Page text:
TOP INTRO TO MULTIMEDIA NTWRK
TOP INTRO TO MULTIMEDIA NTWRK CS 410
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This 15 page Class Notes was uploaded by Orrin Rutherford on Wednesday September 2, 2015. The Class Notes belongs to CS 410 at Portland State University taught by Staff in Fall. Since its upload, it has received 12 views. For similar materials see /class/168283/cs-410-portland-state-university in ComputerScienence at Portland State University.
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Date Created: 09/02/15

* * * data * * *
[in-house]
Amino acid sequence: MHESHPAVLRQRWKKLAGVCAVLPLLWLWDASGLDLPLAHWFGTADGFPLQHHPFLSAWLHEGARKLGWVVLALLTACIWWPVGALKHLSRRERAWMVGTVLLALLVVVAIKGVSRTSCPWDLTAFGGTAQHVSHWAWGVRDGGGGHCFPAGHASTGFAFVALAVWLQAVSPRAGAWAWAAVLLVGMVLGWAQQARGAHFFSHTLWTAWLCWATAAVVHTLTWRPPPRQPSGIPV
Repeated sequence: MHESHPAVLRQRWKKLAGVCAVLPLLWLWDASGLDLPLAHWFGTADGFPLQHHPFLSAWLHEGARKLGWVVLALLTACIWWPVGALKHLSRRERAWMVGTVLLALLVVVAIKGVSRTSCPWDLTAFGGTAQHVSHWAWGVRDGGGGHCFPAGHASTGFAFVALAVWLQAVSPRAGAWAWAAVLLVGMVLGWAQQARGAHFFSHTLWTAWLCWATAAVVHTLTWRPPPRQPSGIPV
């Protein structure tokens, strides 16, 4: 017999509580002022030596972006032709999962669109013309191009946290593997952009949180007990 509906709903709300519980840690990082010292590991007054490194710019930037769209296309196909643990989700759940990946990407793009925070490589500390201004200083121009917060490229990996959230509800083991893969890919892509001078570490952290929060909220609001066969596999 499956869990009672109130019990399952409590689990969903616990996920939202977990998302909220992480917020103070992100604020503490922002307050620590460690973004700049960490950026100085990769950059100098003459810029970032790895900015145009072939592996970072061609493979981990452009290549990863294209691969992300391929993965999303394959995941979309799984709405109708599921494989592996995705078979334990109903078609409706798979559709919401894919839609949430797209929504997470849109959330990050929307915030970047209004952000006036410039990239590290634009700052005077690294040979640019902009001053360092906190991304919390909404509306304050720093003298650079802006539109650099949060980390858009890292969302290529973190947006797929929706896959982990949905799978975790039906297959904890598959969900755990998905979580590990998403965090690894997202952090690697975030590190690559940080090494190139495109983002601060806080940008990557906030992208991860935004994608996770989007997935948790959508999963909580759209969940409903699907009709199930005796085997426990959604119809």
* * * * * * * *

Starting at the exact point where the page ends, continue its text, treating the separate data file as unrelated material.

Example Taxonomy of Organisms Hierarchy of categories Kingdom phylum class order family genus species Chordates Arthropods Vertebrates I insects I I spiders I Icrustaceans I birds I I reptiles I ImammalsI How would you design a relational schema for this Relational Schema for Taxonomy Adjacency list Idea each tuple has a parent id name Parentid Animal null Chordates Animal Arthropods Animal Vertebrates Chordates Insects Arthropods Spiders Arthropods Birds Vertebrates Reptiles Vertebrates Problem Recursive Queries Find all ancestorsdescendants of X Find all arthropods that are not crustaceans Print the whole tree Solutions may require many lines of code and may not be very robust Another Solution nested sets Idea traverse entire tree assign each object in tree a eftid and a rightid Each child eftid and rightid are between parent s eftid and rightid Label entire tree using depthfirst traversal of tree Nested sets example Animals Chordates 11 Arthropods vertEbrates I insects I I spiders I Icrustaceans 2 00 4I birds I56I reptiles I7 8ImammalsI9 name Leftid Rightid Animal 1 20 Chordates 2 11 Vertebrates 3 10 Birds 4 5 Challenges Need a script to traverse database Script must be rerun every time database is updated Update time linear in size of table More costly than Btrees Multidimensional Arrays How would you store an array in a database One option x y 2 values as columns A512 253 becomes x y 2 value 5 1 2 253 Problems High storage overhead each index is now stored as an integer value Queries more complex Lose proximity information what is near an array element Iterating over arrays takes longer A512 and A513 may not be stored near each other Should I use a RDBMS Advantages Leverage years of research and practice Eg indexes query optimization Many commercial and opensource products available Should I use a RDBMS Disadvantages May be difficult to express dataqueries using relational model eg arrays hierarchical data Performance issues Need to consider these tradeoffs Welldesigned database can help Augment database to support domain Chapter 3 What are OWL Ontologies Ontologies are used to capture knowledge about some domain of interest An ontology describes the concepts in the domain and also the relationships that hold between those concepts Di erent ontology languages provide di erent facilities The most recent development in standard ontology languages is OWL from the World Wide Web Consortium WSC1i Like Prot g OWL makes it possible to describe concepts but it also provides new facilities It has a richer set of operators eigi and7 or and negationi It is based on a di erent logical model which makes it possible for concepts to be de ned as well as described Complex concepts can therefore be built up in de nitions out of simpler concepts Furthermore7 the logical model allows the use of a reasoner which can check whether or not all of the statements and de nitions in the ontology are mutually consistent and can also recognise which concepts t under which de nitions The reasoner can therefore help to maintain the hierarchy correctly This is particularly useful when dealing with cases where classes can have more than one parent 31 The Three Species Of OWL OWL ontologies may be categorised into three species or sub languages OWLLite7 OWLDL and OWL Fulli A de ning feature of each sub language is its expressiveness OWLLite is the least expressive sub langaugei OWLFull is the most expressive sub languagei The expressiveness of OWLDL falls between that of OWLLite and OWLFull OWLDL may be considered as an extension of OWLLite and OWLFull an extension of OWLDLi 311 OWLLite OWLLite is the syntactically simplest sub languagei It is intended to be used in situations where only a simple class hierarchy and simple constraints are needed For example7 it is envisaged that OWLLite will provide a quick migration path for existing thesauri and other conceptually simple hierarchies 1httpwwwrwSrorgTRowliguide 312 OWLDL OWLDL is much more expressive than OWLLite and is based on Descm ption Logics hence the suf x DL Description Logics are a decidable fragment of First Order Logic2 and are therefore amenable to automated reasoning It is therefore possible to automatically compute the classi cation hierarchy8 and check for inconsistencies in an ontology that conforms to OWLDL This tutorial focuses on OWL DL 313 OWLFull OWLFull is the most expressive OWL sublanguage It is intended to be used in situations where very high expressiveness is more important than being able to guarantee the decidability or computational completeness of the language It is therefore not possible to perform automated reasoning on OWLFull ontologies 314 Choosing The SubLanguage To Use For a more detailed synopsis of the three OWL sub languages see the OWL Web Ontology Language Overview4 Although many factors come into deciding the appropriate sub language to use there are some simple rules of thumb o The choice between OWLLite and OWLDL may be based upon whether the simple constructs of OWLLite are suf cient or not 0 The choice between OWLDL and OWLFull may be based upon whether it is important to be able to carry out automated reasoning on the ontology or whether it is important to be able to use highly expressive and powerful modelling facilities such as metaclasses classes of classes The Prot g OWL plugin does not make the distinction between editing OWLLite and OWLDL on tologies It does however offer the option to constrain the ontology being edited to OWLDL or allow the expressiveness of OWLFull 7 See section 71 for more information on how to constrain the ontology to OWLDL 32 Components of OWL Ontologies OWL ontologies have similar components to Prot g frame based ontologies However the terminology used to describe these components is slightly different from that used in Prot g An OWL ontology consists of Individuals Properties and Classes which roughly correspond to Prot g lnstances Slots and Classes 2Logiee are decidable if computationsalgorithms based on the logic will terminate in a nite time 3Also known as anbanmptz an reasoning 4httpwwww3orgTRow1efeatures O E d 0 Italy ng an 0 USA W0 0 Fluffy ltgt Gemma ltgt Fido Matthe Figure 31 Representation Of Individuals 321 Individuals Individuals represent objects in the domain that we are interested in5 An important di erence between Prot g and OWL is that OWL does not use the Unique Name Assumption This means that two different names could actually refer to the same individual For example Queen Elizabeth The Queen and Elizabeth Windsor might all refer to the same individual In OWL it must be explicitly stated that individuals are the same as each other or different to each other 7 otherwise they might be the same as each other or they might be di erent to each other Figure 31 shows a representation of some individuals in some domain 7 in this tutorial we represent individuals as diamonds in diagrams Vocabulary Individuals are also known as instances Individuals can be referred to as being instances of classes 322 Properties Properties are binary relations6 on individuals ie properties link two individuals together7 For example the property hasSiinng might link the individual Matthew to the individual Gemma or the property hasChild might link the individual Peter to the individual Matthew Properties can have inverses For example the inverse of hasOWner is isOWnedBy Properties can be limited to having a single value 7 ie to being functional They can also be either transitive or symmetric These property characteristics are explained in detail section 48 Figure 32 shows a representation of some properties linking some individuals together Vocabulary Properties are roughly equivalent to slots in Prot g They are also known as roles in description logics and relations in UML and other object oriented notions In GRAIL and some other formalisms they are called attributes 5Also known as the domain of discourse 6A binary relation is a relation between two thin s 7Strictly speaking we should speak of instances of properties7 linking individuals but for the sake of brevity we will keep it simple England 425 Matthewltgt hasSiblin Gemma Figure 32 Representation Of Properties Figure 33 Representation Of Classes Containing Individuals 323 Classes OWL classes are interpreted as sets that contain individuals They are descm bed using formal math ematical descriptions that state precisely the requirements for membership of the class For example the class Cat would contain all the individuals that are cats in our domain of interest8 Classes may be organised into a superclass subclass hierarchy which is also known as a taxonomy Subclasses specialise are subsumed by their superclasses For example consider the classes Animal and Cat 7 Cat might be a subclass of Animal so Animal is the superclass of Cat This says that All cats are animals All members of the class Cat are members of the class Animal Being a Cat implies that you re an Animal and Cat is subsumed by Animal s One of the key features of OWLDL is that these superclass subclass relationships subsumption relationships can be computed automatically by a Teosoner 7 more on this ateri Figure 33 shows a representation of some classes containing individuals 7 classes are represented as circles or ovals rather like sets in Venn diagrams Vocabulary The word concept is sometimes used in place of class Classes are a concrete A representation of concepts In OWL classes are built up of descriptions that specify the conditions that must be satis ed by an individual for it to be a member of the class How to formulate these descriptions will be explained as 81ndividuals may belong to more than one class the tutorial progresses